[36] Nozoe, T., Agbisit, R., Fukuta, Y., Rodriguez, R. and Yanagihara, S. (2008) Characteristics of Iron Tolerant Rice Lines Developed at IRRI under Field Conditions. Japan Agricultural Research Quarterly, 42, 187-192.
[37] Sahrawat, K.L. (2010) Reducing Iron Toxicity in Lowland Rice with Tolerant Genotypes and Plant Nutrition. Plant Stress, 4, 70-75.
[38] Ando, T. (1983) Nature of Oxidizing Power of Rice Roots. Plant Soil, 72, 57-71.
[39] Tadano, T. (1975) Devices of Rice Roots to Tolerate High Iron Concentration in Growth Media. Japan Agricultural Research Quarterly, 9, 34-39.
[40] Tadano, T. (1976) Studies on the Methods to Prevent Iron Toxicity in Lowland Rice. Hokudai Nougakubu Houbun Kiyou (Mem. Fac. Agric. Hokkaido Univ.), 10, 22-68.
[41] Bienfait, H.F. (1989) Prevention of Stress in Iron Metabolism of Plants. Acta Botanica Neerlandica, 38, 105-129.
[42] Sahrawat, K.L. (2004) Iron Toxicity in Wetland Rice and the Role of Other Nutrients. Journal of Plant Nutrition, 27, 1471-1504.
[43] Panda, B.B., Sharma, S., Mohapatra, P.K. and Da, A. (2012) Application of Excess Nitrogen, Phosphorus, and Potassium Fertilizers Leads to Lowering of Grain Iron Content in High-Yielding Tropical Rice. Communications in Soil Science and Plant Analysis, 43, 2590-2602.
[44] Ottow, J.C.G., Prade, K., Bertenbreiter, W. and Jacq, V.A. (1993) Iron Toxicity Mechanisms of Flooded Rice (Oryza sativa L.) in Senegal and Indonesia. In: Raunet, M., Ed., Lowland and Rice-Growing, CIRAD-CA, Montpellier, 231-241.
[45] Ethan, S., Odunze, A.C., Abu, S.T. and Iwuafor, E.N.O. (2011) Effect of Water Management and Nitrogen Rates on Iron Concentration and Yield in Lowland Rice. Agriculture and Biology Journal of North America, 2, 622-629.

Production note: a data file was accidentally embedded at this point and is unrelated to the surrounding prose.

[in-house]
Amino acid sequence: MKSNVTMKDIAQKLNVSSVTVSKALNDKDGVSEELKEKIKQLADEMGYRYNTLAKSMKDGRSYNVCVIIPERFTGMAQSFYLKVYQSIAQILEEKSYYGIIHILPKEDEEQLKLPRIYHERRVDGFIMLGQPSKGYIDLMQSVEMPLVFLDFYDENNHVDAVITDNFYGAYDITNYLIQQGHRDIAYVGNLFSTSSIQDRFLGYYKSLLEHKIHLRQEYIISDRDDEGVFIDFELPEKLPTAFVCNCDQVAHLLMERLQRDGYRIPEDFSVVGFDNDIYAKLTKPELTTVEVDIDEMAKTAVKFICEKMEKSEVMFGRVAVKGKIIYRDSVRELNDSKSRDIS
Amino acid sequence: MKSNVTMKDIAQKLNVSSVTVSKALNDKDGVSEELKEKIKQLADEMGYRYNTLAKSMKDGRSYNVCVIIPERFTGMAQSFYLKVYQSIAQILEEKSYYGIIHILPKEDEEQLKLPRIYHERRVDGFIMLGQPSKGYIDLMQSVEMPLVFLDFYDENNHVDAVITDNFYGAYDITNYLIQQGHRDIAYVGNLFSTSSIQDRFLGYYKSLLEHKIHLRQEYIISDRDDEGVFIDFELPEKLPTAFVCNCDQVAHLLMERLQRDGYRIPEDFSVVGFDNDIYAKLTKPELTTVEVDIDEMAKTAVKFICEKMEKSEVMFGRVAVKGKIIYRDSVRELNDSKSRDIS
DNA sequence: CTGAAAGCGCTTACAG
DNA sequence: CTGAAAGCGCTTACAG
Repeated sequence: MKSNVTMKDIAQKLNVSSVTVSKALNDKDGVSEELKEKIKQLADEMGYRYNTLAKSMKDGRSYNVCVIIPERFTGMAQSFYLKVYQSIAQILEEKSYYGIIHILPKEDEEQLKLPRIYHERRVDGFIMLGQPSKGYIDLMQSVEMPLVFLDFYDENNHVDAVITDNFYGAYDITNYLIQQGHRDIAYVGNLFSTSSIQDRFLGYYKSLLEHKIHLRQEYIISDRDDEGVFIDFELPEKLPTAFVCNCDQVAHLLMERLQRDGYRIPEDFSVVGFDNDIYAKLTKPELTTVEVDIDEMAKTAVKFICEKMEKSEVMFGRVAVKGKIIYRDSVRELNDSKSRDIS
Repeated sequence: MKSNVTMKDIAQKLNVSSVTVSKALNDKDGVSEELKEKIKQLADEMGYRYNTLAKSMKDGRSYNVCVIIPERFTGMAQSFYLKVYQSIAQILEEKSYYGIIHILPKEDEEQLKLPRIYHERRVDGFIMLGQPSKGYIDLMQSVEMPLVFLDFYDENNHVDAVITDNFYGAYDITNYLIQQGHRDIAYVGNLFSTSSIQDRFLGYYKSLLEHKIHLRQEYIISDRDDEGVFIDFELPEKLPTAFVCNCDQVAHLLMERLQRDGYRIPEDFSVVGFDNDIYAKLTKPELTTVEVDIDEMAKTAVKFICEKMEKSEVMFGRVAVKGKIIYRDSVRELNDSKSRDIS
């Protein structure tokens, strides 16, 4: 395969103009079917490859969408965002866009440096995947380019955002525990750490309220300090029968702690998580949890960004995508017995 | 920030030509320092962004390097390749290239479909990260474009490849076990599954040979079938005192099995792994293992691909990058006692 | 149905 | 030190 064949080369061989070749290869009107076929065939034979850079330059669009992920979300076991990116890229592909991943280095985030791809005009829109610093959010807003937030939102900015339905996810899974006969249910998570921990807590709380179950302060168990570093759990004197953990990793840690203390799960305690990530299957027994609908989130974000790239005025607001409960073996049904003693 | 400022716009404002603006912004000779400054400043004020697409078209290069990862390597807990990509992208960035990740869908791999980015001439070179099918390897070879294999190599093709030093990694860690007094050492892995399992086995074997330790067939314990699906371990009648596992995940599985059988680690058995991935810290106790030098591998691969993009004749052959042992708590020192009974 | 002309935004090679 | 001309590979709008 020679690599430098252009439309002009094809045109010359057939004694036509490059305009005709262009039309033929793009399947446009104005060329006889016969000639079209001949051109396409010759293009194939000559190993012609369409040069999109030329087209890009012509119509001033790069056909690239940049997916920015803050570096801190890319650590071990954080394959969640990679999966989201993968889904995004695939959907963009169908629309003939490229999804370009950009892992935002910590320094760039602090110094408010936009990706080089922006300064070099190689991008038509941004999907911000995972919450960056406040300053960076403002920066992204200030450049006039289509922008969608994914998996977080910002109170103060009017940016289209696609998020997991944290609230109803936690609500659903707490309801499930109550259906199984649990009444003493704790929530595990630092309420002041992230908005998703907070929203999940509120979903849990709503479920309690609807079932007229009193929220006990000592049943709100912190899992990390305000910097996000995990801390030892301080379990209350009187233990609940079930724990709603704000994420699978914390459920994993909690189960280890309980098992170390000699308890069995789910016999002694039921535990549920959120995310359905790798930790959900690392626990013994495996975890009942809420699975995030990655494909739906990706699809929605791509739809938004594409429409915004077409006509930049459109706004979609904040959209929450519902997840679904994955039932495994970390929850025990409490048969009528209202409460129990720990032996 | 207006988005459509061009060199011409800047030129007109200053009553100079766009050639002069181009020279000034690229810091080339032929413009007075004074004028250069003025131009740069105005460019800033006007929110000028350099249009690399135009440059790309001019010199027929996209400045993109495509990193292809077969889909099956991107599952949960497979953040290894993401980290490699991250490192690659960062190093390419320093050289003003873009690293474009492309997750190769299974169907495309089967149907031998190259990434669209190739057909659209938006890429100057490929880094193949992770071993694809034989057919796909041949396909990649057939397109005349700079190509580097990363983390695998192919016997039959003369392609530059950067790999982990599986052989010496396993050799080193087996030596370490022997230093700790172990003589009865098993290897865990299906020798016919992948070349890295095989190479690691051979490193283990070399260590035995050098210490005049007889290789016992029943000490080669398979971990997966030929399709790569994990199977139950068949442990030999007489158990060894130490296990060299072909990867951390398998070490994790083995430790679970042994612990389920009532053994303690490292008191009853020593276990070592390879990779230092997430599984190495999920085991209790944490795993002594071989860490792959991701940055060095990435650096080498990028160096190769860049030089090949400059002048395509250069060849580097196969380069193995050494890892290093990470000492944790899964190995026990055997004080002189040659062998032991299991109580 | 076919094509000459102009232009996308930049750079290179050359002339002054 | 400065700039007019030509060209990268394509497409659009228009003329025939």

[46] Benckiser, G., Ottow, J.C.G., Watanabe, I. and Santiago, S. (1984) The Mechanism of Excessive Iron-Uptake (Iron Toxicity) of Wetland Rice. Journal of Plant Nutrition, 7, 177-185.
[47] Benckiser, G., Santiago, S., Neue, H.U., Watanabe, I. and Ottow, J.C.G. (1984) Effect of Fertilization on Exudation, Dehydrogenase Activity, Iron-Reducing Populations and Fe (II) Formation in the Rhizosphere of Rice (Oryza sativa L.) in Relation to Iron Toxicity. Plant Soil, 79, 305-316.
[48] Prade, K., Ottow, J.C.G. and Jacq, V.A. (1988) Excessive Iron Uptake (Iron Toxicity) by Wetland Rice ( tiva L.) on an Acid Sulfate Soil in the Casamance/Senegal. In: Dost, H., Ed., Selected Papers of the Dakar Symposium on Acid Sulphate Soils, I.L.R.I., Wageningen, 150-162.
[49] IRRI (2002) Standard Evaluation System For Rice. International Rice Research Institute, Manila.
[50] Hauck, S., Benz, M., Brune, A. and Schink, B. (2001) Ferrous Iron Oxidation by Denitrifying Bacteria in Profundal Sediments of a Deep Lake (Lake Constance). FEMS Microbiology Ecology, 37, 127-134.

comments powered by Disqus

Copyright © 2018 by authors and Scientific Research Publishing Inc.

Creative Commons License

This work and the related PDF file are licensed under a Creative Commons Attribution 4.0 International License.